I recently completed my PhD in History at the University of Edinburgh. My academic interest is in the transition from feudalism to liberalism in early modern Britain and its empire. My non-academic interests include public policy, political thought, international politics, social institutions, and travel. I grew up near Boston before attending the American University in Washington, DC. I now live in the San Francisco Bay Area. Follow me @dclinkman on Twitter.
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3 Responses to America, Iceland, Scotland, and the Crisis of the Judiciary

  1. ‘While the Crowns of England and Scotland were unified in 1603’

    No they were not.

    ‘…on 25 March 1603, James VI of Scotland became James I of England. It was a purely personal union. There were still two kingdoms, each with its own parliament, administration, church and legal system.’

    SOURCE: ‘Scotland: The Shaping of a Nation’ by Gordon Donaldson, page 46, ISBN 0 7153 6904 0, Library of Congress Catalog Card Number 74-15792.

    • Yes I know – a personal union which was then inherited by James’ successors for five subsequent monarchs. This concurrent succession was also ratified by numerous acts of the Scottish and English legislatures through the Glorious Revolution settlement. The Union of 1707 was enacted because Queen Anne did not want to take the risk of the succession diverging in the future. So yes, it was a personal union in 1603, but it was confirmed by legislation up to and including 1707. While the Union of the Crowns was a personal union de jure in the seventeenth century, the Crowns were de facto unified from 1603.

      • ‘The Union of 1707 was enacted because Queen Anne did not want to take the risk of the succession diverging in the future.’


        A number of incidents in William’s reign had shown that the personal union between England and Scotland was likely to be subjected to intolerable strain in a situation where the parliaments of the two countries could pursue divergent and perhaps conflicting policies. Friction came to a climax in the Darien episode, when the Scots believed that the English parliament and the English king had thwarted their efforts to found a colony. A further, and graver, difficulty could be foreseen in the question of the royal succession. By the time Anne became queen, in 1702, the last of her children was dead and the succession undefined. England’ in 1701, had settled the succession on the Hanoverian line, but no such provision had been made in Scotland. This meant that on Anne’s death, either the personal union might be dissolved or the relations between the two countries could be revised. The Scottish parliament which met in 1703 could not be controlled by the court, and it passed acts which contained threats that Scotland would pursue an independent foreign policy and might appoint a different successor from the successor to the English throne. England retaliated in 1705 with the Alien Act, which declared that, until Scotland accepted the Hanoverian succession, all Scots would be treated as aliens in England and the import of cattle, sheep, coal and linen from Scotland into England would not be allowed; this measure stimulated the Scots into appointing commissioners to treat for union.’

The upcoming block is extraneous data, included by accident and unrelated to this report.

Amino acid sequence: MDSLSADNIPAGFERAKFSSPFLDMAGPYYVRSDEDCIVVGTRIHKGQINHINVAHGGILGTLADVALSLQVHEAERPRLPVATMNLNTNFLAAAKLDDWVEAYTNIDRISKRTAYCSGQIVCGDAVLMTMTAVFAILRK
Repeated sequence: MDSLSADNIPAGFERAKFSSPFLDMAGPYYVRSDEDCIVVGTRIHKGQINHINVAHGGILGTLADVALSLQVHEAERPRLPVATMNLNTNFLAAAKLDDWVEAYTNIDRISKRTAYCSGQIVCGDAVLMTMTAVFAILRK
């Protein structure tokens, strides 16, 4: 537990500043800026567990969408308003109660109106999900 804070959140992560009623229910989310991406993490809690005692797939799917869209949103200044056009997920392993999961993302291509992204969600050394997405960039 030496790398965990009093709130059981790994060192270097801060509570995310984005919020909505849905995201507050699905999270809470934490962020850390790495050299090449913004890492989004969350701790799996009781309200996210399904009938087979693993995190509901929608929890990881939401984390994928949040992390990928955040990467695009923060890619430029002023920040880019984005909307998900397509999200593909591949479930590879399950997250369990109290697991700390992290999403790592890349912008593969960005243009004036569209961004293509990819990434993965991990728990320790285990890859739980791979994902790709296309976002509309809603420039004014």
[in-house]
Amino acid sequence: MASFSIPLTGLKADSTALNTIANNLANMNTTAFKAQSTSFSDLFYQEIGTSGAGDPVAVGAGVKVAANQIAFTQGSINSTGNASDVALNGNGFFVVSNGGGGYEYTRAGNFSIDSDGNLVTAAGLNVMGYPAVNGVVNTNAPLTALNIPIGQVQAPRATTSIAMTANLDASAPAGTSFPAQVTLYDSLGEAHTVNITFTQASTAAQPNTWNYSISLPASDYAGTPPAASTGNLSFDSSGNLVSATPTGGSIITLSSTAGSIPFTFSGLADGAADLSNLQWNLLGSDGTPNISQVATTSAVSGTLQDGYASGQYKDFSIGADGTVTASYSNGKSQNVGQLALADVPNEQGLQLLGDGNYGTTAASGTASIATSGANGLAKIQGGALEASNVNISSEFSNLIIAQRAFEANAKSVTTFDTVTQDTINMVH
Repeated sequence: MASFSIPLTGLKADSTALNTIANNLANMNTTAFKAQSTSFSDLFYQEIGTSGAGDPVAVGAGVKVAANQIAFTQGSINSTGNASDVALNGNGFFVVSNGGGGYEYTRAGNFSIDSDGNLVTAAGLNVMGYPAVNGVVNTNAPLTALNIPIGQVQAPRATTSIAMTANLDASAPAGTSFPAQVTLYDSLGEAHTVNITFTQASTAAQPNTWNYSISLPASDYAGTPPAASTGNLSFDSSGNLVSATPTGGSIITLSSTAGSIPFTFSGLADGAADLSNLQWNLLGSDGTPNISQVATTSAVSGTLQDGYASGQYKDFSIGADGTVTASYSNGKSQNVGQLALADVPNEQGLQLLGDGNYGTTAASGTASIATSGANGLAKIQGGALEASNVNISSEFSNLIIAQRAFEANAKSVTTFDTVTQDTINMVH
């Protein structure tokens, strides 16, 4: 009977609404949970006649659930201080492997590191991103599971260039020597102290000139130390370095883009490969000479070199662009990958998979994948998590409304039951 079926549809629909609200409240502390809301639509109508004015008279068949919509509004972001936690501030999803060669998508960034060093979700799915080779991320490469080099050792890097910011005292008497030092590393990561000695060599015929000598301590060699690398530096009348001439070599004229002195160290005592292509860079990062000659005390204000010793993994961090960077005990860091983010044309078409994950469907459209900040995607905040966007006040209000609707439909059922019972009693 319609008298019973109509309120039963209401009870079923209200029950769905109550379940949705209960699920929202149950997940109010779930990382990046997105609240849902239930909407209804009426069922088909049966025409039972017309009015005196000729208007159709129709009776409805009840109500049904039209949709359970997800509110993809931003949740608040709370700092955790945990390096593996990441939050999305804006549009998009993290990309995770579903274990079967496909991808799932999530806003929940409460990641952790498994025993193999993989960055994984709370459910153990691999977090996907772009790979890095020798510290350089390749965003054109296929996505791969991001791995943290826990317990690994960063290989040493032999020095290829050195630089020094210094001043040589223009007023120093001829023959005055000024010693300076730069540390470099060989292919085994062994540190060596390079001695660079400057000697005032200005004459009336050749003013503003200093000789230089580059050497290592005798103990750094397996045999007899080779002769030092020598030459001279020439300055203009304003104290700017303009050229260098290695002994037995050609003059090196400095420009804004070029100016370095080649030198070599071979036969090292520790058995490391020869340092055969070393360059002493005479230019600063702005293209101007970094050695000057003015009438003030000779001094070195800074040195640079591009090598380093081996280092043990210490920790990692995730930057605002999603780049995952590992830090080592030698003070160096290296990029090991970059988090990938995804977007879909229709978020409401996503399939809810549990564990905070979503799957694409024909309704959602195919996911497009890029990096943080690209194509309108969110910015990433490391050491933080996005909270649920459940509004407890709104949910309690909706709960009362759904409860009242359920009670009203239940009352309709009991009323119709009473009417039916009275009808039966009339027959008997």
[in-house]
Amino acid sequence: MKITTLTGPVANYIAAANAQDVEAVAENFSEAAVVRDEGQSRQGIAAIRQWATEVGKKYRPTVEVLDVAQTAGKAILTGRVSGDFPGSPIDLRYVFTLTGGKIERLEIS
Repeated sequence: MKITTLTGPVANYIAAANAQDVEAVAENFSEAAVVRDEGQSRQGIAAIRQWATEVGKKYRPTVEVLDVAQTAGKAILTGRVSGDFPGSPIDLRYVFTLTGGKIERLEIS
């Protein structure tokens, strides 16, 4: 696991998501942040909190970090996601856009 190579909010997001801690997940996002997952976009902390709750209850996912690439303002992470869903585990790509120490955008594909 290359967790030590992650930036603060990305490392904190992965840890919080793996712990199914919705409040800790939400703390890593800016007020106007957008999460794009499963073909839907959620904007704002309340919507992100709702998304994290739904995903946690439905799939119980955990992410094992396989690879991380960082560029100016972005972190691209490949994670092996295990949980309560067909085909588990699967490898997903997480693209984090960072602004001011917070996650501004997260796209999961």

SOURCE: ‘SCOTTISH HISTORICAL DOCUMENTS’ by Professor Gordon Donaldson, pages 265-266,ISBN 1-897784-41-4.

        The ANTECEDENTS OF THE TREATY OF UNION by the Scottish parliament were –
        (i) Act anent peace and war (1703),
        (ii) The Wine Act (1703),
        (iii) The Act of Security (1704).